Garza says he was the only one awake at 2 a.m. when the power first went out. Using his phone flash light, he found candles and then dressed in layers — two pairs of sweatpants, a long-sleeve T-shirt, jacket and a robe tied on his head — to keep warm.
He added gloves when he ventured outside, which was fairly often in order to gather wood and stack it neatly in piles near the front door, allowing for easy access to throw into the fireplace for added warmth.
Garza says that, thanks to the family's gas stove, they were able to cook and eat food. They were among the "lucky ones," he says.
As he tells Clinton in the new podcast episode, the historic weather offered him a special understanding of the role government can play in people's lives.
Apple TV+; Eugene Gologursky/Getty Steven Garza (left) and Bill Clinton
"There's this good quote that I've seen going around — that you shouldn't place people who don't believe in government in charge of government," he tells Clinton. "Otherwise, you end up with situations like we just had, and people don't believe that government can be used as a source for good and positive change in people's lives."
Garza and Clinton discuss a range of topics in the episode, including voter suppression and gun laws, both topics about which the documentary star is increasingly passionate.
They also talk about political division, a central theme in Boys State, albeit one that's become particularly resonant in 2021, following the deadly insurrection at the U.S. Capitol in January.
"The way I talk about the film has shifted [in recent months]," Garza tells PEOPLE.
When the documentary was shot, over a six-day period in June 2018, Garza says he and the others in the program were "naive" in that they didn't think the political environment could get much more divisive.
"Seeing what happened [on Jan. 6] is burned to my mind, and it's given me the resolve to ensure that kind of extremism … never reaches that point ever again," Garza said.
He grows wistful — even candidate-like — in discussing the attack on the Capitol and the myriad false claims about fraud that fueled it, asking hypothetically: "What's the point of winning an election if cracks begin to form? Is winning really worth sacrificing the health of our republic by dividing people and fanning the flames?"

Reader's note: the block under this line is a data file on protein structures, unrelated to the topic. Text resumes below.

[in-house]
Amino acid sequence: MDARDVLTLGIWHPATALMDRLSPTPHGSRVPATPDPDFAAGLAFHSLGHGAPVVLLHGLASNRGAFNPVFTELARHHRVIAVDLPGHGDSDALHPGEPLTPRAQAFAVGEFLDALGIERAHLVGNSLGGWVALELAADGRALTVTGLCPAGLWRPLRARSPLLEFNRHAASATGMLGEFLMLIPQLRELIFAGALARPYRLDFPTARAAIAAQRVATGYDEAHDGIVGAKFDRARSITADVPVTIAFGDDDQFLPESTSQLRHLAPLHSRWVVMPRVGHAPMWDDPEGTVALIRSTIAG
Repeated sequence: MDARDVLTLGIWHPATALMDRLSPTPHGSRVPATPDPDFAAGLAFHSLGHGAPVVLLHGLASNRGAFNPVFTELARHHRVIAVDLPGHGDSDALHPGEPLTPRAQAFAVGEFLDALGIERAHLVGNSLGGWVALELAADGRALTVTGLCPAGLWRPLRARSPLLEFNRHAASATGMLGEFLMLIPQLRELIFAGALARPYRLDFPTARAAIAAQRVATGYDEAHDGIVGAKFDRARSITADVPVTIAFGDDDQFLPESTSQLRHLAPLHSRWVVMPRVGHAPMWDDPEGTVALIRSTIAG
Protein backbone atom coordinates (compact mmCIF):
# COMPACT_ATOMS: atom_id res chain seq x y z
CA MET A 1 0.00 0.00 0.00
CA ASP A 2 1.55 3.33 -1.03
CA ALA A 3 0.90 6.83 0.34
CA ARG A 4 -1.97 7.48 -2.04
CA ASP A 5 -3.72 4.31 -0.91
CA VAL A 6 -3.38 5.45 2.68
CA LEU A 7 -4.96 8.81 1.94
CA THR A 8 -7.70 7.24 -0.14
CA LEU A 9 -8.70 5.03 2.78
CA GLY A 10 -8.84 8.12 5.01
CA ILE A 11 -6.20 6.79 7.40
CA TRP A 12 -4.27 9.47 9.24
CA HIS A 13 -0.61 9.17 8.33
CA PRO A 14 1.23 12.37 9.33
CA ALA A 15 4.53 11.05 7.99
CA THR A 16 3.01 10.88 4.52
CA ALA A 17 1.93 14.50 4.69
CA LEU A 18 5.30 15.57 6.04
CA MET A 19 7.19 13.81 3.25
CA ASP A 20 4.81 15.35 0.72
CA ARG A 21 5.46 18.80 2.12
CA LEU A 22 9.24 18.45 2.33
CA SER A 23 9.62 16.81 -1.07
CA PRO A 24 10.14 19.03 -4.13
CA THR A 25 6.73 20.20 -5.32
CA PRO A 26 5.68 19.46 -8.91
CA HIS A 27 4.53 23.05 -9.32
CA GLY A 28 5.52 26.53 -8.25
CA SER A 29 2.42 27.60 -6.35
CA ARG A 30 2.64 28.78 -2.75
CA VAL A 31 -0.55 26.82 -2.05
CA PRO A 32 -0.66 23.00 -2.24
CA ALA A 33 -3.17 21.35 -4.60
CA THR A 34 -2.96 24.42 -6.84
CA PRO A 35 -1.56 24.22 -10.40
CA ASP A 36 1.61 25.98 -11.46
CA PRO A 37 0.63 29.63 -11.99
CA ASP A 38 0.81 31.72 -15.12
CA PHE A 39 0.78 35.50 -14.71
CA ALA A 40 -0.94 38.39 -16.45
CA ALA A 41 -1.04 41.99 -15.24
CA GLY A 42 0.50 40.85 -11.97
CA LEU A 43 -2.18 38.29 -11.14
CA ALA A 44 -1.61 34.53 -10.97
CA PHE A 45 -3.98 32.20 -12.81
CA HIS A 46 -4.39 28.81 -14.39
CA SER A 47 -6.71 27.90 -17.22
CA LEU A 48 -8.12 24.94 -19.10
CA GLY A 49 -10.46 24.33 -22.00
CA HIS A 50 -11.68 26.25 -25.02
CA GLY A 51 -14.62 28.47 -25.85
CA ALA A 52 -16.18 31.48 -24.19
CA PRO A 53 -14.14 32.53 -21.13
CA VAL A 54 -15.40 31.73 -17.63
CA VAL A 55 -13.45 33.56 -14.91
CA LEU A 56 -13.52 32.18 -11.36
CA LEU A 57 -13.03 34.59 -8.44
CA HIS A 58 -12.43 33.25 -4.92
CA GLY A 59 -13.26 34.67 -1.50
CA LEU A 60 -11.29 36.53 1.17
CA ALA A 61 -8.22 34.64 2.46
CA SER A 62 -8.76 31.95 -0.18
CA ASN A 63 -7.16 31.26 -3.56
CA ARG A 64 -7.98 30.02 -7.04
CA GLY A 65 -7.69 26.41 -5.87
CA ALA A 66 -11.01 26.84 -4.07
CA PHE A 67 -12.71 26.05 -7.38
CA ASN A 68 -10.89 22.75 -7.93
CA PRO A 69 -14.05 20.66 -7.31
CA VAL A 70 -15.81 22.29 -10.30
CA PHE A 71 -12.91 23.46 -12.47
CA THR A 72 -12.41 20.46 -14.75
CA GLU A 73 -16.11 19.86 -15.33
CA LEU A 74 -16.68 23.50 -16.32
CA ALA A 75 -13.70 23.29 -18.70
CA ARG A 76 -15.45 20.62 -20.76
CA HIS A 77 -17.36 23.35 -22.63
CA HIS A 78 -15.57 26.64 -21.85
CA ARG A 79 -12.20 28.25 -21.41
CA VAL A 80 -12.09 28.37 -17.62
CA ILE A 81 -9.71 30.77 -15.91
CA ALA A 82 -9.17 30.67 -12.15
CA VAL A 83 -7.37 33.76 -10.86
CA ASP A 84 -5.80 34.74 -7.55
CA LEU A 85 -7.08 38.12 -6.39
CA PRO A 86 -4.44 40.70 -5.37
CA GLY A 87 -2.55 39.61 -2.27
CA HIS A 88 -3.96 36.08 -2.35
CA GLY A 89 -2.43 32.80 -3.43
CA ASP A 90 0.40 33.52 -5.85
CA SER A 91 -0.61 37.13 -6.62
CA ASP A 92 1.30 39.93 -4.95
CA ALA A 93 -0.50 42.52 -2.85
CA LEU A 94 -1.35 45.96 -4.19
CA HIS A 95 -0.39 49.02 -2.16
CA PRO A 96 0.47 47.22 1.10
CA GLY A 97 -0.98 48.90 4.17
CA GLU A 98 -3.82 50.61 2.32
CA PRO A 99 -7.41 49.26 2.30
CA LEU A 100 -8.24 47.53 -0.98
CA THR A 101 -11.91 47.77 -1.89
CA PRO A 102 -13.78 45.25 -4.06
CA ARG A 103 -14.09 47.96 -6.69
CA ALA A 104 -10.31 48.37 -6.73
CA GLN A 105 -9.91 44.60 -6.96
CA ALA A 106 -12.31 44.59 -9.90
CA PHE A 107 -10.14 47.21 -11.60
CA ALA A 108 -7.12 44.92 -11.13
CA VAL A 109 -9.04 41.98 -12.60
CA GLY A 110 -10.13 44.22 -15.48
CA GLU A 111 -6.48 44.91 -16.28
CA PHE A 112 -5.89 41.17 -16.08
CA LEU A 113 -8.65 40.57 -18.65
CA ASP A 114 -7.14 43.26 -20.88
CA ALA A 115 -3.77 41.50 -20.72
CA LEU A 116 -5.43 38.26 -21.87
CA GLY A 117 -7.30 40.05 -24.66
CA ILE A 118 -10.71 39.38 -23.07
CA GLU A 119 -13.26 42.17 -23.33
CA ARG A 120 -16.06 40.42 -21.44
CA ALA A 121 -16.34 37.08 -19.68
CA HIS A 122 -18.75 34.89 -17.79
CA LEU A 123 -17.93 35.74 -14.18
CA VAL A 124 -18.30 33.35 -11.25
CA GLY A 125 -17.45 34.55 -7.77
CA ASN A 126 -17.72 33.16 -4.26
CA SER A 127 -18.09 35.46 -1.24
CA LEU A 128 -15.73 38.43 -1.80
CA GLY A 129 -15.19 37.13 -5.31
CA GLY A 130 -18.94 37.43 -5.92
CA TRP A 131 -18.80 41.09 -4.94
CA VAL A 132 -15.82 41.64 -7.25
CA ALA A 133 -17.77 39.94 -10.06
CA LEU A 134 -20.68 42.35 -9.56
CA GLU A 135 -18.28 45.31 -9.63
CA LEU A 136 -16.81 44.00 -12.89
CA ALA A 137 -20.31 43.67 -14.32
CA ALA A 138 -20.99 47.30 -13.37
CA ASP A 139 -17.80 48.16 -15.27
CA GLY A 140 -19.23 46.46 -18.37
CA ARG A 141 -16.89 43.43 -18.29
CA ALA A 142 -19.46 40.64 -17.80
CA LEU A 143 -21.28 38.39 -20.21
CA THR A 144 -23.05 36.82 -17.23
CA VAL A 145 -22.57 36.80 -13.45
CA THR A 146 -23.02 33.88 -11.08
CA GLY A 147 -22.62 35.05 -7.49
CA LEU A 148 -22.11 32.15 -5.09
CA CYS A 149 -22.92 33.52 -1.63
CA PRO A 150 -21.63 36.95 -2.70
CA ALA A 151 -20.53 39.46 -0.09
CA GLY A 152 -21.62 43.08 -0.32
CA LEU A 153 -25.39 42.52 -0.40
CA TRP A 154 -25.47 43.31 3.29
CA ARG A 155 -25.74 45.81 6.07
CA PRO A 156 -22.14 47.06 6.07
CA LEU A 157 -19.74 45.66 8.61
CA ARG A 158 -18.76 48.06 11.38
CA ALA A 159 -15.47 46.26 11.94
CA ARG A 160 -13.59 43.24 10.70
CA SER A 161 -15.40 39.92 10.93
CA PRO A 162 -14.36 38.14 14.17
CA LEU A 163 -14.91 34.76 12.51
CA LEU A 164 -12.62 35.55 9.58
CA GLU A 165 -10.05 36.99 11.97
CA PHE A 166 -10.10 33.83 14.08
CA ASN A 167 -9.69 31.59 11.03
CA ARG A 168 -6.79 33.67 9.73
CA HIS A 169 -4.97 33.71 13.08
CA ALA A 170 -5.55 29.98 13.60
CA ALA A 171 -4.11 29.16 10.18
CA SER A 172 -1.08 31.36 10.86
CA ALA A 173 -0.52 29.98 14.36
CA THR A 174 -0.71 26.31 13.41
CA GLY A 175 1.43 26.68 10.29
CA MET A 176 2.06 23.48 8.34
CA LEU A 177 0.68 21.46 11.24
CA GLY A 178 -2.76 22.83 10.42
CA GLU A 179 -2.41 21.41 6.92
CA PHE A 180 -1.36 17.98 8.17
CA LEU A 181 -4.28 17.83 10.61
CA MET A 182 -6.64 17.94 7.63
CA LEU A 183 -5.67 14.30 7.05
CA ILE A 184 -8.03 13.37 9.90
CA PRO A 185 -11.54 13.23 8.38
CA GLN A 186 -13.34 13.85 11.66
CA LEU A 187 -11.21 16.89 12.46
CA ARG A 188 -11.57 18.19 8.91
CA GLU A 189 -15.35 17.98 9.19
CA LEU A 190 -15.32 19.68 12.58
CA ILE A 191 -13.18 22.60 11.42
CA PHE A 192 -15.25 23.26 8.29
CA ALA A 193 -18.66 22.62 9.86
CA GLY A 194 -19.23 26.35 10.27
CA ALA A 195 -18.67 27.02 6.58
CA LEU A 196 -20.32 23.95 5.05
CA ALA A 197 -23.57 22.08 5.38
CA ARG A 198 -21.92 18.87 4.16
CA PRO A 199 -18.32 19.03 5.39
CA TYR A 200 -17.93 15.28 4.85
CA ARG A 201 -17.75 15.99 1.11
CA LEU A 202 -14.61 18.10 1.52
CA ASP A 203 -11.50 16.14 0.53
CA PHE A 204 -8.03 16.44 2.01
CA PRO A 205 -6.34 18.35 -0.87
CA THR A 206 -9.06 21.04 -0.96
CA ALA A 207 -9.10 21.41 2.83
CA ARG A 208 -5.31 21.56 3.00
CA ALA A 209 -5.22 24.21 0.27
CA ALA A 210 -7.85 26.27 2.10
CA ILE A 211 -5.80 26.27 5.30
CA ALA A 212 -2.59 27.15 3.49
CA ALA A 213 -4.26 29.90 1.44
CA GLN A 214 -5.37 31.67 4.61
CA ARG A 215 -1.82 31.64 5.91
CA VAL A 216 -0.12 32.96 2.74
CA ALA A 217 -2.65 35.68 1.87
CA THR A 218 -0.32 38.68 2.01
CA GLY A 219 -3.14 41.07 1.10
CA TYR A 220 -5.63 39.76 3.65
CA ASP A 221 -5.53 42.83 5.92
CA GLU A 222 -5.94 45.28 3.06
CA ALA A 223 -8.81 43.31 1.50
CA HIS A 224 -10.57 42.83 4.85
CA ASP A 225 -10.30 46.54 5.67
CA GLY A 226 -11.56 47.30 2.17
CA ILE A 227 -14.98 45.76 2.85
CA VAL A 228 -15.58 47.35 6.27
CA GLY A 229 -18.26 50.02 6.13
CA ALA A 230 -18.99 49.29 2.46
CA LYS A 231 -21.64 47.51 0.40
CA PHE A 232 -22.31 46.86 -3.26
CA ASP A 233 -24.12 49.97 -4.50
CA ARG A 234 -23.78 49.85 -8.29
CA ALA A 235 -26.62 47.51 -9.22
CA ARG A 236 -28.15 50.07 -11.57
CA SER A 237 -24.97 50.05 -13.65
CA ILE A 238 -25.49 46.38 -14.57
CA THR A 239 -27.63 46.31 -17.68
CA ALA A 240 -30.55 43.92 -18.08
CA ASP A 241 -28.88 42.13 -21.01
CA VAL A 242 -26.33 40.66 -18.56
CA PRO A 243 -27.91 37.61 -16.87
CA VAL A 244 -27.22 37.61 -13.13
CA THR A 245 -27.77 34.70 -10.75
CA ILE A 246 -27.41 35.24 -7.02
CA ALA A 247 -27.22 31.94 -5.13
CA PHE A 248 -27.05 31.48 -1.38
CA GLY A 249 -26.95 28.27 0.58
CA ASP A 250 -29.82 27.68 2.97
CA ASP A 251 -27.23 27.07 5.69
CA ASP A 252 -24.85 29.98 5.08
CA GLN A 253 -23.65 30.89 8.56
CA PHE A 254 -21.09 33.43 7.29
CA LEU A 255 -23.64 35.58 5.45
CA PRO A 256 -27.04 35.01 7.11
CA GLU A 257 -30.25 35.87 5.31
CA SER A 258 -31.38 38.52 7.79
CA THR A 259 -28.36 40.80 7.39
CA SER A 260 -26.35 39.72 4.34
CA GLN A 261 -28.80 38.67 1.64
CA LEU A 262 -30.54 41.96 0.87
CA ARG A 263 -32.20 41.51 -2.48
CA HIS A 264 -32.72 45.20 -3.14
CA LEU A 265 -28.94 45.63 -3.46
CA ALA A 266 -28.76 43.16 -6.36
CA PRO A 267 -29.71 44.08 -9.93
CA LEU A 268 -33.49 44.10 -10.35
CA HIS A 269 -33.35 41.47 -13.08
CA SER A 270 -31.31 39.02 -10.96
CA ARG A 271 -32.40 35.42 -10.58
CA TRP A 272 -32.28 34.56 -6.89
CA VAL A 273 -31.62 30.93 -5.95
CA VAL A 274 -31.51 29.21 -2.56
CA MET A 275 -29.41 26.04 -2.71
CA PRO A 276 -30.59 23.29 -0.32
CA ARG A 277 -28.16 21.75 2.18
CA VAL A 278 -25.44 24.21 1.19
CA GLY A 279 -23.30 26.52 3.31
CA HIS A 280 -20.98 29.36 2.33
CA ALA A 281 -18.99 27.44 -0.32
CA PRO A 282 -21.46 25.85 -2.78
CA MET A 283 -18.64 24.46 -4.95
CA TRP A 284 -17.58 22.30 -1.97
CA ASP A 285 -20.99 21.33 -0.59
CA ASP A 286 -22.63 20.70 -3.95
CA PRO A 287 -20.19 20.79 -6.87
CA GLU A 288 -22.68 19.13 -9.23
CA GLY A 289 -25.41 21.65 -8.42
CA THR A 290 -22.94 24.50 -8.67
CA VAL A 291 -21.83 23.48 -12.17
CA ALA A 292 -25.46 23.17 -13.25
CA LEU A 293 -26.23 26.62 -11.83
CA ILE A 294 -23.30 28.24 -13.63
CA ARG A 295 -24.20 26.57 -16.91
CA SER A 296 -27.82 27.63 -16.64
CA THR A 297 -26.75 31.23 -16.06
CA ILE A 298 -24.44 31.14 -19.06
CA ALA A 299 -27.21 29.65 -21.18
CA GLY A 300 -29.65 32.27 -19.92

While he acknowledges that many in his Boys State class will likely go on to serve in government some form or fashion, he demurs when asked about his own plans.
"I'm just trying to focus on graduating. I don't think anybody can successfully plan a run for office several years ahead of time," Garza says, adding with a laugh: "I know that sounds like the sort of non-answer a politician would give."
When the project was filmed, Garza was 17 years old. Interested in politics from a young age, he was thrilled to attend the Boys State program and hopeful to one day study political science (a subject in which he still plans to obtain his degree).
Even so, Garza wasn't entirely sure what would become of the footage of his experience and didn't fathom how it would alter the trajectory of his life.
"I didn't know if this film would just end up on somebody's hard drive for 30 years and be lost forever," he says, laughing. "Now we are doing online film festivals, advertisements on social media, on YouTube ... I certainly didn't know this would lead me to a conversation with President Clinton."
His conversation with Clinton, Garza says, has been a highlight of his life thus far, and one he "can't wait to share with the world," adding: "It's going to be a memory I will to cherish forever."
More than that, he hopes his appearance on the podcast will spark an interest in politics among other young people.
"I've heard from so many people who say that, because of this film and people in the film, that they are now going to volunteer in a campaign or go to their Boys or Girls State program or make phone calls for a candidate," Garza says. "Sharing this conversation with the president, and sharing the film — I want it to serve as a call to action for young people to get involved. We need to change the way we approach politics."